0818: The second day of the S60 Summit kicks off with Esa Eerola, who is the Head of S60 User Experience Marketing at Nokia, taking to the stage. He begins the day stating that “total user experience is a result of many factors”, including the software platform (of course), the ability to personalise the device, adding wallpapers, ringtones etc as well as applications and add-ons, and finally, having available form factors, whether that be a candybar, slider, clamshell, or smartphone.
0830: Eerola cries out that new requirements are needed for handsets, improving multitasking, making the navigation nicer to look at, calling upon the use of widgets for easy personalisation, and expanding the way to present system and event based notifications.
0833: Talking about the latter point, he says users don’t want to constantly be confirming they’ll be going to an event, or marking something off their to-do list, that a better system is needed. He talks about haptics, whether they could be used more in alerts and notifications.
0834: People like to customise their belongings, and differentiate themselves from their friends, allowing them to do this to their handsets is important, and will help them be more effective in their mobile usage. Likewise, application design should be highly configurable, able to hide or even delete them, and tune the look and feel of them.
0839: In the future, there will be lots of exciting services and applications opening up, but areas such as privacy need to be addressed first. Near field communications, for instance, wouldn’t work unless there was a complex set of security choices.
0847: Eerola wraps up his presentation, and hands the stage over to Marc Naddell, who is the Vice President of Partner and Developer Programs at Navteq. His presentation is called ‘Building location-aware services’, giving me an inkling of a feeling he’ll be discussing geo-tagging and inbuilt GPS systems.
0856: Outlining some of the areas of applications Navteq can foresee, resource tracking, fleet management, navigation and customer profiles will feature in resource management, with friend finder programs, LBS gaming, social networking and niche services being forms of entertainment-based apps. Meanwhile, going back to the importance of security, he feels movement tracking, family locator, an emergency assist and LBS commerce will also become prominent on handsets. Information services, such as traffic and transit alerts, weather information and point of interst look-up are already in use.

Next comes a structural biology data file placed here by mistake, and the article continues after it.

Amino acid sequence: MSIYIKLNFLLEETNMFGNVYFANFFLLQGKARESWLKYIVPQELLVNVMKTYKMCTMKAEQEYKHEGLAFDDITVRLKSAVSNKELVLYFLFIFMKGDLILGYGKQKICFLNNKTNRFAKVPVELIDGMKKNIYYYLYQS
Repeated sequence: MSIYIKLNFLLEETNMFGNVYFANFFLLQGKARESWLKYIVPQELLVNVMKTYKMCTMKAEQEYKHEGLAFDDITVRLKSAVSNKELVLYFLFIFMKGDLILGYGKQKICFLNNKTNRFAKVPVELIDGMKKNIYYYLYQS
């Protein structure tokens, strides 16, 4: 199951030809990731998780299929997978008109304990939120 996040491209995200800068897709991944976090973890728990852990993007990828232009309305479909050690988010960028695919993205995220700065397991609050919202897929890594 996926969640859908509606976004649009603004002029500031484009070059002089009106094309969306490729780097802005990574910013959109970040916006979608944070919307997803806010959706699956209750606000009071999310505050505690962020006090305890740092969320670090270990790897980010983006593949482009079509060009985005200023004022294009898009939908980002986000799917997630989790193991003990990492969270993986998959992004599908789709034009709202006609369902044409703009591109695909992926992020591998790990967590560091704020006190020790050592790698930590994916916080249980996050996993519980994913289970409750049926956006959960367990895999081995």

0859: Mobile devices are increasingly using LBS (Location Based Services) techniques, with navigation being the first function, then the market shifted to enterprise, then games, and then social networking. Finally, user generated content such as geo-tagged photos, employ LBS, and will only get more and more prevalent.
0901: Navteq has undertaken a survey, and discovered that the accuracy of maps, the price, and ease of use are the three most important selling-points for consumers in sat-nav systems, which could be applicable for mobile handsets as well.
0922: Xavier Carrillo-Costa, the CEO and Founder of Digital Legends, leads the next presentation at the S60 Summit, discussing the role of mobile games. He claims that smartphone users are wanting more sophisticated games, something which the industry thought was more suited to entertainment-based handsets.